A crofter is a person who occupies a smallholding. A cottar is a tenant who works on the croft/farm and lives in a farm cottage.
Up to 1880, the legacy of the Clearances for remaining crofters was: soil depleted by sheep grazing, land turned over to deer forests, and crofts lying empty because they were too small to provide a living. In late 1881, a band of crofters from the township of Braes on Skye demonstrated forcefully against increased rents and loss of pasture rights. Rents were withheld until rights were restored, resulting in eviction notices.
The Battle of the Braes (1882) involved barricades and demonstrations, and had to be curbed with troops and a gunboat. But nobody was shot, and the crofters had made their point.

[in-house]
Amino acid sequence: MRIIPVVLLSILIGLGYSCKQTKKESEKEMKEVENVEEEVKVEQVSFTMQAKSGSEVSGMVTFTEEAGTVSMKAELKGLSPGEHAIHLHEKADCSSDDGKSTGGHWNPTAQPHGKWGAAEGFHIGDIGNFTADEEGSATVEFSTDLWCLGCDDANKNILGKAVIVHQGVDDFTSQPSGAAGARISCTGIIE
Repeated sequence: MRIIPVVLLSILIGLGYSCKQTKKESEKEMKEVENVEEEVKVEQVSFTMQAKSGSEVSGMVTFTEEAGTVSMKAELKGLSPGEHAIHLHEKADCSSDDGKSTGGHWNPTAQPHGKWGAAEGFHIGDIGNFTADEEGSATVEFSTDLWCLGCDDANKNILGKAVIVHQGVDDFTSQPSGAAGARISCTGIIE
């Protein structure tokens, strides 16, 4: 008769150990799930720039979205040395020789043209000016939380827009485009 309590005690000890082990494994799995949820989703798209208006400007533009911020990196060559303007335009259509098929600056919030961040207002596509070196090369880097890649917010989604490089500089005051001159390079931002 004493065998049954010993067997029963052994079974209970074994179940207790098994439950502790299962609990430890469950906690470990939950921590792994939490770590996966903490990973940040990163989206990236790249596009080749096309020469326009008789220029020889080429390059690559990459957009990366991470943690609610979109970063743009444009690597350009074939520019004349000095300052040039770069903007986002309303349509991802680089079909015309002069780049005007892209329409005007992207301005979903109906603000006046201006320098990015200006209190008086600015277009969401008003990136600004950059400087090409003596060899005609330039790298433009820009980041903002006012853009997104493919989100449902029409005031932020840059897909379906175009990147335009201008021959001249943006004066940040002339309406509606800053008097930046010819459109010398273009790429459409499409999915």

In 1883 a Commission was set up under Lord Napier and took evidence of extreme hardship across the Highlands and Islands.
From the Napier Commission came the Crofters’ Holding Act of 1886. It established the Crofters’ Commission to guarantee fair rents, security of tenure and some compensation for land improvements. Called ‘the Magna Carta of Gaeldom’, it recognised at last the distinctive land tenure system of the crofting community.
Many areas in the 1890s were named as Congested Districts, with not enough resources even for subsistence living. It wasn’t until the Crofting Reform Act of 1976 that crofters could buy out their own crofts and manage them more effectively.